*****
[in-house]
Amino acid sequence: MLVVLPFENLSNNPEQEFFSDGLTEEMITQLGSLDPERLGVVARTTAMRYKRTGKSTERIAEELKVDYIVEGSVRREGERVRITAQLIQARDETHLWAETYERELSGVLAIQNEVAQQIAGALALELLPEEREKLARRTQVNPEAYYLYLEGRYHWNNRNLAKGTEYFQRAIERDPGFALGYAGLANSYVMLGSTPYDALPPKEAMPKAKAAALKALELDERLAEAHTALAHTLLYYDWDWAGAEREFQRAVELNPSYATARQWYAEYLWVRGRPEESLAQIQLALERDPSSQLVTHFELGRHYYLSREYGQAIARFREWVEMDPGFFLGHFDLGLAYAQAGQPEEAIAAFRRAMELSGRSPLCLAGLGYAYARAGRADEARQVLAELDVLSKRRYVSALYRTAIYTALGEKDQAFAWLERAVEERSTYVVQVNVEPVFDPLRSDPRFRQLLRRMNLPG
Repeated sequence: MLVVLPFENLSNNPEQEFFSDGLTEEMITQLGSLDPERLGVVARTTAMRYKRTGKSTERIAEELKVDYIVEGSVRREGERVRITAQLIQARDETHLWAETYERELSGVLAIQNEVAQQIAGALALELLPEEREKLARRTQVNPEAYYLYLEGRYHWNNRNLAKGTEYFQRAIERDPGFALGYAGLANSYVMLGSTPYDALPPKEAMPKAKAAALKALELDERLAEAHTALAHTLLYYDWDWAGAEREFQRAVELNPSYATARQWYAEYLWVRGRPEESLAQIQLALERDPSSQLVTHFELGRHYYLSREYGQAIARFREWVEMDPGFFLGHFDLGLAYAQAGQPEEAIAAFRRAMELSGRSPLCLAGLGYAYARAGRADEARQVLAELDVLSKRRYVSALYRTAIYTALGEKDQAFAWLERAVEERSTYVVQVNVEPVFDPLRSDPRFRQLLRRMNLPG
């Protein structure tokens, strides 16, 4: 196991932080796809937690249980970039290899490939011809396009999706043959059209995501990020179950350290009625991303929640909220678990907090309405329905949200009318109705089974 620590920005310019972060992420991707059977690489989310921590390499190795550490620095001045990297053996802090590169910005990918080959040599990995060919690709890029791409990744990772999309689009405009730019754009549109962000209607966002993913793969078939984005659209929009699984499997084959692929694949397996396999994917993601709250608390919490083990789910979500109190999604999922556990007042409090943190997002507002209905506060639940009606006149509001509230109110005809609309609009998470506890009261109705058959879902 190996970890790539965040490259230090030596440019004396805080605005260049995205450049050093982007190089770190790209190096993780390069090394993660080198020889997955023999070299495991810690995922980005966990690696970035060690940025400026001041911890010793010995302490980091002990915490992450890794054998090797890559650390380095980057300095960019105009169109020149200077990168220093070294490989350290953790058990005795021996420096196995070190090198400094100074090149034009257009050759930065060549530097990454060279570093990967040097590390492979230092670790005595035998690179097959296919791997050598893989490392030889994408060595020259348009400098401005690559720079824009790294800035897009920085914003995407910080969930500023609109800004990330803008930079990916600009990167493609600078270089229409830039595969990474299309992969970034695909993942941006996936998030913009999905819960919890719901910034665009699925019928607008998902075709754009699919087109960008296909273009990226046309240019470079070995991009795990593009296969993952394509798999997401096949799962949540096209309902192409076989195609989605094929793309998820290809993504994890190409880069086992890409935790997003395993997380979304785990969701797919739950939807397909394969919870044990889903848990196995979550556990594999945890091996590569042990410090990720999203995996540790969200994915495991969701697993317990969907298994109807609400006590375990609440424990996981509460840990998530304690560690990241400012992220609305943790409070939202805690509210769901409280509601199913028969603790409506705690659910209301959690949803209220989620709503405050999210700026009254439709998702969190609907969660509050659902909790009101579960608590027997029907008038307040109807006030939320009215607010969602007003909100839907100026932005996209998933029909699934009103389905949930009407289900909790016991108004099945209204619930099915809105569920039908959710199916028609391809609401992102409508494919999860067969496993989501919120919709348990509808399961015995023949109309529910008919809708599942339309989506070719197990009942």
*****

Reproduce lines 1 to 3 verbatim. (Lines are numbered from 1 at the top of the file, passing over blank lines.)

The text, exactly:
[in-house]
Amino acid sequence: MLVVLPFENLSNNPEQEFFSDGLTEEMITQLGSLDPERLGVVARTTAMRYKRTGKSTERIAEELKVDYIVEGSVRREGERVRITAQLIQARDETHLWAETYERELSGVLAIQNEVAQQIAGALALELLPEEREKLARRTQVNPEAYYLYLEGRYHWNNRNLAKGTEYFQRAIERDPGFALGYAGLANSYVMLGSTPYDALPPKEAMPKAKAAALKALELDERLAEAHTALAHTLLYYDWDWAGAEREFQRAVELNPSYATARQWYAEYLWVRGRPEESLAQIQLALERDPSSQLVTHFELGRHYYLSREYGQAIARFREWVEMDPGFFLGHFDLGLAYAQAGQPEEAIAAFRRAMELSGRSPLCLAGLGYAYARAGRADEARQVLAELDVLSKRRYVSALYRTAIYTALGEKDQAFAWLERAVEERSTYVVQVNVEPVFDPLRSDPRFRQLLRRMNLPG
Repeated sequence: MLVVLPFENLSNNPEQEFFSDGLTEEMITQLGSLDPERLGVVARTTAMRYKRTGKSTERIAEELKVDYIVEGSVRREGERVRITAQLIQARDETHLWAETYERELSGVLAIQNEVAQQIAGALALELLPEEREKLARRTQVNPEAYYLYLEGRYHWNNRNLAKGTEYFQRAIERDPGFALGYAGLANSYVMLGSTPYDALPPKEAMPKAKAAALKALELDERLAEAHTALAHTLLYYDWDWAGAEREFQRAVELNPSYATARQWYAEYLWVRGRPEESLAQIQLALERDPSSQLVTHFELGRHYYLSREYGQAIARFREWVEMDPGFFLGHFDLGLAYAQAGQPEEAIAAFRRAMELSGRSPLCLAGLGYAYARAGRADEARQVLAELDVLSKRRYVSALYRTAIYTALGEKDQAFAWLERAVEERSTYVVQVNVEPVFDPLRSDPRFRQLLRRMNLPG